(Bloomberg Opinion) -- It’s still possible the November election will go off without a hitch and be settled the way most elections are settled -- by simply counting the votes, assigning electors based on statewide majorities and letting the constitutional rules decide who won. But this outcome is looking less likely by the day. It’s an open question what effect a contested election and a constitutional crisis would have on the U.S. economy — but it probably won’t be good.
President Donald Trump has increasingly signaled he won’t accept an election that doesn’t result in his own victory. Due to the coronavirus pandemic, many voters are reluctant to go to crowded polling places and want to vote by mail. Supporters of Joe Biden appear far more likely to mail in their votes. But Trump has claimed (without evidence) that mail-in votes are widely fraudulent. And he has suggested he won’t accept an outcome in which Biden’s margin of victory comes via the mail.
There are other ways Trump could reject the verdict of democracy. Some sources suggest he has been discussing ways to circumvent the results of state elections and have Republican-controlled state legislatures appoint electors who won’t cast their votes for Biden. A few Trump allies, such as political provocateur Roger Stone, are even urging the president to declare martial law, seize ballots, and make widespread arrests of political opponents.
If Trump either refuses to recognize the legitimacy of mail-in votes or uses a technicality of the electoral system to circumvent the will of the voters, it will represent at least a temporary cancellation of American democracy. The country may join the ranks of Turkey, Hungary, and other formerly democratic, quasi-authoritarian states.
What effect will this have on the economy? Plenty of research shows political instability is correlated with lower future economic growth. Coup attempts in Sub-Saharan Africa, for example, tend to inhibit growth in the following years (interestingly, the effect is even worse when the coups fail). Coups that overthrow democratically elected leaders seem to be especially harmful.
Asset markets have shrugged off other huge recent disruptions — COVID-19, the George Floyd protests — with remarkable resilience. It’s possible they’ll take the suspension of American democracy in stride as well. An unelected Trump administration may feel the need to replace lost democratic legitimacy with economic prosperity and pour on the stimulus. In the long term, political mismanagement could result in sharp economic decline, as in Venezuela, but that might not come for years. Growth in Turkey, for example, continued for several years after the massive 2013 protests against President Recep Tayyip Erdogan.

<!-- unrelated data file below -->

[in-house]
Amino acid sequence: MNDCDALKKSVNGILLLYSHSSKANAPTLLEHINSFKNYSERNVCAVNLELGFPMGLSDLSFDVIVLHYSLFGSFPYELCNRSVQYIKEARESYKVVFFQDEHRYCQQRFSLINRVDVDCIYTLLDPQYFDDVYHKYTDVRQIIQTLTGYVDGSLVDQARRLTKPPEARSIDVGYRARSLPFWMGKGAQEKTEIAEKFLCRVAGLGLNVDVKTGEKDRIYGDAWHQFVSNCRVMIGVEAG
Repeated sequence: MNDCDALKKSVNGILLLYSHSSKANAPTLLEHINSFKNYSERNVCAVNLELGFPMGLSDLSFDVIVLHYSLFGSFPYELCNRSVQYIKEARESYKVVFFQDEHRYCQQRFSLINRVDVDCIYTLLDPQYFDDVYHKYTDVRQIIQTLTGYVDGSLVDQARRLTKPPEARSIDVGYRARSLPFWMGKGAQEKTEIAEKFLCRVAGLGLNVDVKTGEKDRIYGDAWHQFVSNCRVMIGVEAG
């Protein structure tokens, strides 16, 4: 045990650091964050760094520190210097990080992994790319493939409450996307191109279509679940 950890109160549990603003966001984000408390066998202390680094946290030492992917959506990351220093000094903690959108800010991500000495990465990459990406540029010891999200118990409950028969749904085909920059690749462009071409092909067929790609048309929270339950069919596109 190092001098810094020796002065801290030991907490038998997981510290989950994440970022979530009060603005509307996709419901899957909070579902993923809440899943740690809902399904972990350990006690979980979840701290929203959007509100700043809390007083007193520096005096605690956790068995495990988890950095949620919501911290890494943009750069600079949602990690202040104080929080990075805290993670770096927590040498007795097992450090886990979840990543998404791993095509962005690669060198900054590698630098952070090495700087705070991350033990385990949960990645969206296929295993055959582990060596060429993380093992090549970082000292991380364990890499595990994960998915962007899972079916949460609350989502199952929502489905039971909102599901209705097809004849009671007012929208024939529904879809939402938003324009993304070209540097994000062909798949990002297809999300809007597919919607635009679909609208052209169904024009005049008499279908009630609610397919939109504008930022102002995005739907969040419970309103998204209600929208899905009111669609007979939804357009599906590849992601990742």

A more serious economic impact could occur if a disputed election sends the country spiraling into chaos and civil conflict. The George Floyd protests in June were probably the largest in U.S. history. If a Trump rejection of the election result provokes an even larger surge of demonstrations, it could lead to a spiral of violence, with leftist and rightist militias shooting each other in the street, if not worse. The result would be, if not a civil war, then a protracted sectarian conflict akin to the Troubles in Northern Ireland.
Such unrest would certainly be bad for economic growth. It would make future policy highly uncertain, as policy depends on maintaining stable control of the nation. Such uncertainty is believed to have a deleterious effect on investment and economic output, and some measures of uncertainty have already spiked to unprecedented levels:
Urban chaos, violent conflict and uncertainty over who will control the country in the coming years make for a very bad business environment. In a worst-case scenario, businesses and investors could decide the U.S. is a failing state and that their money is best kept elsewhere, at least until things quiet down. The result could be an unprecedented capital flight — money stampeding out of one of the world’s largest economies and abandoning the reserve currency at the same time. That would probably mean a dollar crash, a surge of U.S. inflation and destabilizing flows of hot money into Europe, Japan, Canada, Australia, South Korea and other, more stable developed nations. Bitcoin and gold would probably surge, but other assets would incur catastrophic losses, adding to the spiral of unrest.
Capital flight, investment exodus, and loss of reserve currency status would bring long-lasting economic devastation. The U.S. would probably never again regain its position as the center of global wealth and technology. As when Russia lost the Cold War and fell into chaos in the 1990s, the collapse would be deep and long — but perhaps even worse, as the U.S. has so much further to fall.
That’s a worst-case scenario, but we must consider it. In general, a contested election and social unrest can’t be regarded as a net positive for the economy. Republican senators, Supreme Court justices, and other powerful figures should think very hard about the potentially enormous costs of allowing Trump to dispute the verdict of the electoral system.
This column does not necessarily reflect the opinion of the editorial board or Bloomberg LP and its owners.
Noah Smith is a Bloomberg Opinion columnist. He was an assistant professor of finance at Stony Brook University, and he blogs at Noahpinion.
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